Web 2.0: Microsoft looks for alternative datacentres in mobile shipping containers

Fast, cheap and all over the place. That is how technology experts behind Microsoft's fast-growing Live offerings envision the future of the enterprise datacentre in a Web 2.0 driven world.


Fast, cheap and all over the place. That is how technology experts behind Microsoft's fast-growing Live offerings envision the future of the enterprise datacentre in a Web 2.0 driven world.

Faced with a shortage of datacentre space and demand for datacentre space that is more than doubling every 24 months, Microsoft is eyeing alternatives to traditional datacentre design, including the use of mobile shipping-containers spread all over the globe to facilitate growth and deal with user demand, according to James Hamilton, architect of Microsoft's Windows Live.

Hamilton's comments came during a presentation on datacentre design at the Web 2.0 Expo in San Francisco

Just as Web 2.0 application developers pursue innovative means for achieving explosive growth, those in charge of the Web 2.0 server room are looking for cutting-edge methods for processing and facilitating that growth, Hamilton said.

"The glut of 2000 datacentre space is over," he said, referring to the fallout of the dotcom market collapse, which left an excess datacentre and bandwidth capacity. "We are out of space industry-wide. We have taken all the most desirable space and everyone is in a mass build-up."

Google alone has 450,000 systems running across 20 datacentres, and Microsoft's Windows Live team is doubling the number of servers it uses every 14 months, which is faster than Moore's Law, Hamilton said, referring to the famous observation by Gordon Moore that the number of transistors on an integrated circuit doubles every 24 months.

Companies like Microsoft and Google have been expanding their datacentre facilities at a breathtaking pace in recent years.

Microsoft, IBM, HP, Sun and others have also formed a consortium called the Green Grid to tackle an impending energy crisis that threatens datacentre growth.

Hamilton discussed a datacentre design strategy that used the storage container as a core building block and stressed the importance of a paradigm shift in server farm architecture in light of the data deluge brought on by the expansive growth of Web 2.0.

To meet the growing need for datacentre space, Hamilton advocates what he called a services rather than an enterprise model for the Web 2.0 datacentre: housing operations in dispersed, tightly packed storage-container datacentres, not unlike Sun Microsystems Project Blackbox.

The air-tight containers would be constructed to achieve close proximity between server boxes and computer room air-conditioning units (CRACs), with variable fans controlling airflow. The power-efficiency benefits of this construction would be further enhanced by the near total elimination of ingress and egress for human access, thereby eliminating the space-waste issues faced by traditional datacentres, Hamilton said.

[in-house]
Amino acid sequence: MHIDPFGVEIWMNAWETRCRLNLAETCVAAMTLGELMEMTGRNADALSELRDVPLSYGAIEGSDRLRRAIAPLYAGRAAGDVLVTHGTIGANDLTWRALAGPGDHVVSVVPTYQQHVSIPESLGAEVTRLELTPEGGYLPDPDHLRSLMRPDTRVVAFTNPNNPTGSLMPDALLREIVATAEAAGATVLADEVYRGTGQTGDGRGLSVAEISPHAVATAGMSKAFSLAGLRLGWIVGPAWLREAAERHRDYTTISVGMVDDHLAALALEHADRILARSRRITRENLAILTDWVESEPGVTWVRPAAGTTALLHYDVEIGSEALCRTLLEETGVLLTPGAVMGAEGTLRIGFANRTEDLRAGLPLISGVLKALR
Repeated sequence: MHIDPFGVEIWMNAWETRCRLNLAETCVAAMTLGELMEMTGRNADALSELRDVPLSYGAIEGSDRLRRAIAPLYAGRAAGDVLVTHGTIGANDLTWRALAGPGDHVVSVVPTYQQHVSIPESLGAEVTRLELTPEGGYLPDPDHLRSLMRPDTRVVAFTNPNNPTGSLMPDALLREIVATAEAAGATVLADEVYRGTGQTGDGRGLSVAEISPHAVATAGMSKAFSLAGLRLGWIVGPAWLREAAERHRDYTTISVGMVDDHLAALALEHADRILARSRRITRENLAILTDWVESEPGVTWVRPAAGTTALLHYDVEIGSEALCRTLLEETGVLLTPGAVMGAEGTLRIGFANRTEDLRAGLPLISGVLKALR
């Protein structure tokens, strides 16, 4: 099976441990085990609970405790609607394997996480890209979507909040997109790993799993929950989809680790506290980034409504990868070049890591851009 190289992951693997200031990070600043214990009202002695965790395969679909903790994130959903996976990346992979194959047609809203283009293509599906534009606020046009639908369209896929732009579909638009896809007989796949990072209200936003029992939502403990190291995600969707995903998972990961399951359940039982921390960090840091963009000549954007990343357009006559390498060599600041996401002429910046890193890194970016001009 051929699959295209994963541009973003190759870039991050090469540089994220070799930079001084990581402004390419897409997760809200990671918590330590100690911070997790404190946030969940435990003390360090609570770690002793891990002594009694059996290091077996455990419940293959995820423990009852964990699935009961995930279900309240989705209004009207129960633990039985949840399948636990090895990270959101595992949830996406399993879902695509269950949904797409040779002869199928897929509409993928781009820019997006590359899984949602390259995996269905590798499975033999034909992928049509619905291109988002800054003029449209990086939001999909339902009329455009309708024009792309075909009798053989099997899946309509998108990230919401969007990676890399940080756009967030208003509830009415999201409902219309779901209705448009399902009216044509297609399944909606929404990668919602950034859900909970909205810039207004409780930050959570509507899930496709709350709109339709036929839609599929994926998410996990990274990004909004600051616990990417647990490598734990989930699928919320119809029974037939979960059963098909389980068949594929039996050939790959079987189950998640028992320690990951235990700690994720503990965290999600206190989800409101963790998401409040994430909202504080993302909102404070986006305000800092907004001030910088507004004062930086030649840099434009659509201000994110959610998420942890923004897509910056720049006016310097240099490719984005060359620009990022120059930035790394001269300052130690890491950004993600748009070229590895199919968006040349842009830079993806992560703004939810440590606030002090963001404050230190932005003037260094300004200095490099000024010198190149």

The containers -- the datacentre equivalents of flash drives -- would be dispersed strategically about the globe in an effort to move capacity to the edge, closer to customers, thereby diminishing dependency on and costs associated with content distribution networks (CDNs), he said.

"We're not close enough to customers, so we have to work with content distribution networks as well," Hamilton said.

Web 2.0 enterprises also need to adopt a radically different approach to hardware maintenance in a world of small, cheap, mobile datacentres, he said.

Noting that 40% of the cost of datacentre operations goes toward staff, Hamilton said that companies need to eliminate headcount in datacentres as much as possible, by switching to a "detect/reboot/replace" approach to server failure, rather than costly maintenance and servicing of malfunctioning hardware. Such an approach could improve servers-per-administrator ratios from 100-to-1 to upwards of 1,000-to-1, Hamilton said.

"Spending 20% of your datacentre budget on service? Well, then, don't service it," Hamilton added. "It seems ironic to build systems that run well on unreliable components and then house those unreliable components in a super-reliable datacentre."

The payoffs of such an approach go beyond mere cost savings. Forgoing the solitary central facility in favour of a distributed-microcentre approach will also increase reliability and be more flexible in the face of large, often seasonal fluctuations of customer loads, or regional disputes like war or national disaster, he said.

Not that the distributed model does not come with risks and challenges. A shift to smaller, trailer based datacentres has implications in the software programming model. Also, savings on datacentre administrators will likely be diverted to pay for more application developers.

Judging from the looks of the application development crowd that makes up the audience of Web 2.0 Exposition, however, that would be just fine.

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